DURHAM, NC—When observing the health of an ecosystem, researchers look for an indicator species, any organism that, for whatever reason, is just a little more fragile than the rest.
“We can observe an environment’s condition by investigating the state of its weakest link,” says Rachel Cardaughter, a professor of ecology at the Nicholas School for the Environment. “In the case of Duke University, we’ve turned our attention to the study of philosophy majors.”
As canaries in the coal mine, students of philosophy seem to be nearing their final chirp. Cardaughter describes the warning signs: “There’s a number of signals that point to a bleak reality. Central campus’s Platonic Cave is completely empty, toga sales are down in the Duke Store, and professors report they haven’t heard a student use the word ‘epistemological’ in years.”
Recent changes at Duke have led to strange behaviors among the dwindling population. When the Gussy’s food truck schedule switched from weekly to biweekly, an existential crisis ensued. When asked for comment by our news team, a distraught philosophy major replied “I think not,” before winking out of existence.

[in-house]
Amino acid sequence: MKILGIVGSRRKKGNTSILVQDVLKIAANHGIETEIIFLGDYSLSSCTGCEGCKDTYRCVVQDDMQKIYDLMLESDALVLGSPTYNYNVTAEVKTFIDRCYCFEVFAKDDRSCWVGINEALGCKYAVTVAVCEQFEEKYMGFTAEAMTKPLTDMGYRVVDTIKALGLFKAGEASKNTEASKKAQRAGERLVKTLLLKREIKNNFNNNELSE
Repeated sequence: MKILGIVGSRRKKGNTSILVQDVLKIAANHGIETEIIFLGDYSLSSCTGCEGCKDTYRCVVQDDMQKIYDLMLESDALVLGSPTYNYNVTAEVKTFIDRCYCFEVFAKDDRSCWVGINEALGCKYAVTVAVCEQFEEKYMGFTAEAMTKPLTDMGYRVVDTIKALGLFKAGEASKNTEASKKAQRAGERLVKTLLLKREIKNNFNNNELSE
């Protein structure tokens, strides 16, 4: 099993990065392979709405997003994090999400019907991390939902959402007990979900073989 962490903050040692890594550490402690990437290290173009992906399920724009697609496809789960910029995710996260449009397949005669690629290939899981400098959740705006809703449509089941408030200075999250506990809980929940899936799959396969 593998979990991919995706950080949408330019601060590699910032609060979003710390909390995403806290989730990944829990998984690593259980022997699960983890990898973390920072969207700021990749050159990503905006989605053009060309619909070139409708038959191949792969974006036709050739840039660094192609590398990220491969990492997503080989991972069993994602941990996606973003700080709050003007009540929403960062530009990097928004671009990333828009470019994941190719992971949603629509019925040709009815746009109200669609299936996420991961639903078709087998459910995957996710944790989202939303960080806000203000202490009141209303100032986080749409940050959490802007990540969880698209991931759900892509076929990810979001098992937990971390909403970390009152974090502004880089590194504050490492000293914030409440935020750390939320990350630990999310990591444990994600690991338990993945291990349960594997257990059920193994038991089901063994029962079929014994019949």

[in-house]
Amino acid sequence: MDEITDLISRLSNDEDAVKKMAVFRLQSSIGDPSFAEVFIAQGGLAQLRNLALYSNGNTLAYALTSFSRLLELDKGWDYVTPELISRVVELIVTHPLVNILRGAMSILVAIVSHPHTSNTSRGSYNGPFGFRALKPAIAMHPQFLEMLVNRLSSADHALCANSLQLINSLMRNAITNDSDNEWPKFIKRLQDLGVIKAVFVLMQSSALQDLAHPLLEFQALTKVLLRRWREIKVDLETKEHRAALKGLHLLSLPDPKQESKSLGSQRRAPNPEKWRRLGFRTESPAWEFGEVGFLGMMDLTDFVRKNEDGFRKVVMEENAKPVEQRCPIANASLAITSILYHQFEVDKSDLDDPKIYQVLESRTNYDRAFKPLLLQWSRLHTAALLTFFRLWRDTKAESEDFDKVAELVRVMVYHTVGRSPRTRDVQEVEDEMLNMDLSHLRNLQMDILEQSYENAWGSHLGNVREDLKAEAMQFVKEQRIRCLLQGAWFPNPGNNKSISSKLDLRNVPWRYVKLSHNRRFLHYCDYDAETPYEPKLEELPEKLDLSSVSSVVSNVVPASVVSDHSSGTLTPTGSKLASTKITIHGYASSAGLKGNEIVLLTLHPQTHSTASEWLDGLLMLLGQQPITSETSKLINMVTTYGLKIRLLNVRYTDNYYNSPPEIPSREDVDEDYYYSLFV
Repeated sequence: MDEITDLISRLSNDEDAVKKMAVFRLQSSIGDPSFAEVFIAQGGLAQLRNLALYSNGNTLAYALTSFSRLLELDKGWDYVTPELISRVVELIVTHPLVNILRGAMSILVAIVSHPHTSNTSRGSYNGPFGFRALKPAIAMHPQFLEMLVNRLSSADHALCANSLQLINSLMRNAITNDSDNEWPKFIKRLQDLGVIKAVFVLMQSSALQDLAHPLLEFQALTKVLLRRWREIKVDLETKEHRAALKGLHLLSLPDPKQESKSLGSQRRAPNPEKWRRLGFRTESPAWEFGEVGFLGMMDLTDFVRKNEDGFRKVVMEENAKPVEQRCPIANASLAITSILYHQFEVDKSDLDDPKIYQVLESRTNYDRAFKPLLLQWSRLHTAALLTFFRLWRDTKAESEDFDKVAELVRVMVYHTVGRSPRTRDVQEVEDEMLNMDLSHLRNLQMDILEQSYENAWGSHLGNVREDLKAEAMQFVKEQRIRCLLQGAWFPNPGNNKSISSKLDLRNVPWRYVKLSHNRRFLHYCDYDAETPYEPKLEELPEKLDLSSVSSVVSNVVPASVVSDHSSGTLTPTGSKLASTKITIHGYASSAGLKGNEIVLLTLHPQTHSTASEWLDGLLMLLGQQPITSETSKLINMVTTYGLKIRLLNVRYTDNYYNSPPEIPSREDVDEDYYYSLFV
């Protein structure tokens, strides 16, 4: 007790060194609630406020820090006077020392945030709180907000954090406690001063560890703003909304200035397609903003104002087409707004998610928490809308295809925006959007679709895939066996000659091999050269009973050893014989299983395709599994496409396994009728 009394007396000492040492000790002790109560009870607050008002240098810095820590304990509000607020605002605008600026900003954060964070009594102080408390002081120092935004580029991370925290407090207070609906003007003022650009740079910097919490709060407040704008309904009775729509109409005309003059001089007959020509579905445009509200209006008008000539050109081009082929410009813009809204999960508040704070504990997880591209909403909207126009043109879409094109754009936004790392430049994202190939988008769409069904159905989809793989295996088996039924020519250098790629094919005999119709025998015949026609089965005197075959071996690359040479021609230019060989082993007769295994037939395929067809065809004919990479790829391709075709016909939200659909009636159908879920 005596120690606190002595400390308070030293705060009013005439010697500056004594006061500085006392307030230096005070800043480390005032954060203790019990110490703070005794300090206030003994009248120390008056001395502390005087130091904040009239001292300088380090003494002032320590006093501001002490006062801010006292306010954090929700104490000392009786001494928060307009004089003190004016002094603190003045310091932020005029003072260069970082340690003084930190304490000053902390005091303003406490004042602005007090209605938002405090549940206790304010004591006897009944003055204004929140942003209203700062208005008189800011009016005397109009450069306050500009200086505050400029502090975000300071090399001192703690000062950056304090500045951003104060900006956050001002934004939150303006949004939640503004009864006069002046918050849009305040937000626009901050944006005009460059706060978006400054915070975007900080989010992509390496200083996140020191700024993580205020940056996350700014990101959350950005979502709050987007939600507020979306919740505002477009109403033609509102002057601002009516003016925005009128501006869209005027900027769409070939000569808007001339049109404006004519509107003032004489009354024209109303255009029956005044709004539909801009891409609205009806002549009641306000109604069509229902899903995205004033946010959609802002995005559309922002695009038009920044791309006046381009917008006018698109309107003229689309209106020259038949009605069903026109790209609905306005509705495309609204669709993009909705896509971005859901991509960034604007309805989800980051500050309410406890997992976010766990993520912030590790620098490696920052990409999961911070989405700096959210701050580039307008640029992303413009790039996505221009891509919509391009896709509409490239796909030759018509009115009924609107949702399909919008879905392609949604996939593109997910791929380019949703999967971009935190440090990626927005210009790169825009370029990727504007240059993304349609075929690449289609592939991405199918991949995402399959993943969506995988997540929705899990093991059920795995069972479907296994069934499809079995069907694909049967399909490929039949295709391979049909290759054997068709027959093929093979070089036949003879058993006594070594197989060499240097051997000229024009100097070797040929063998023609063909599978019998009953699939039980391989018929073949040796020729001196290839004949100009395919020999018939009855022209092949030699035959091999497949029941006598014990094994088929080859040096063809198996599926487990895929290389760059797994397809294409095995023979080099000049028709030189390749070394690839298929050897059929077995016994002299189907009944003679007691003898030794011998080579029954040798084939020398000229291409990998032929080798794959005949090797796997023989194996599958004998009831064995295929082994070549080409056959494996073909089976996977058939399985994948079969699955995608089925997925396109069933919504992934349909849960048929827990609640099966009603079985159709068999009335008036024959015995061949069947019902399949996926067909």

Cardaughter’s research attributes the phenomenon to a defect in the group’s survival instinct. “Philosophy was founded by a man who thought hemlock tea would make a good nightcap. Passing on their genes has never been a priority.”
In an effort to remedy the problem, ecologists are discussing breeding programs. However, Cardaughter is skeptical. “This is not a population known for its reproductive abilities. Whatever the mating rituals of philosophy majors are, they’re sure to be much more meta than physical.”